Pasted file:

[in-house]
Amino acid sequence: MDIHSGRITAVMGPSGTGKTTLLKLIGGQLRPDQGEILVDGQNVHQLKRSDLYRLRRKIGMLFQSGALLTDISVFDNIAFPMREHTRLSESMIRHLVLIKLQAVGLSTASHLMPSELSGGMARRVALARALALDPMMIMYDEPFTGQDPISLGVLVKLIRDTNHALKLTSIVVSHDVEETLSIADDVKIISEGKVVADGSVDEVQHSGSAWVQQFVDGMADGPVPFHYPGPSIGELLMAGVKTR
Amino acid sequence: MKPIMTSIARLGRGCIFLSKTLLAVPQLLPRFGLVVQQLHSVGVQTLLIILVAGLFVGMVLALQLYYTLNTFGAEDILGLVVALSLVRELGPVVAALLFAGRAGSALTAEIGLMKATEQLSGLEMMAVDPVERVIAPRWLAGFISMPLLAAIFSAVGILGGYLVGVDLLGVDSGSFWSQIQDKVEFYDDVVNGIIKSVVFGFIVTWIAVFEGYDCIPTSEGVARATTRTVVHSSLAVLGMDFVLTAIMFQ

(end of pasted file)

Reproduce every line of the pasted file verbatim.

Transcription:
[in-house]
Amino acid sequence: MDIHSGRITAVMGPSGTGKTTLLKLIGGQLRPDQGEILVDGQNVHQLKRSDLYRLRRKIGMLFQSGALLTDISVFDNIAFPMREHTRLSESMIRHLVLIKLQAVGLSTASHLMPSELSGGMARRVALARALALDPMMIMYDEPFTGQDPISLGVLVKLIRDTNHALKLTSIVVSHDVEETLSIADDVKIISEGKVVADGSVDEVQHSGSAWVQQFVDGMADGPVPFHYPGPSIGELLMAGVKTR
Amino acid sequence: MKPIMTSIARLGRGCIFLSKTLLAVPQLLPRFGLVVQQLHSVGVQTLLIILVAGLFVGMVLALQLYYTLNTFGAEDILGLVVALSLVRELGPVVAALLFAGRAGSALTAEIGLMKATEQLSGLEMMAVDPVERVIAPRWLAGFISMPLLAAIFSAVGILGGYLVGVDLLGVDSGSFWSQIQDKVEFYDDVVNGIIKSVVFGFIVTWIAVFEGYDCIPTSEGVARATTRTVVHSSLAVLGMDFVLTAIMFQ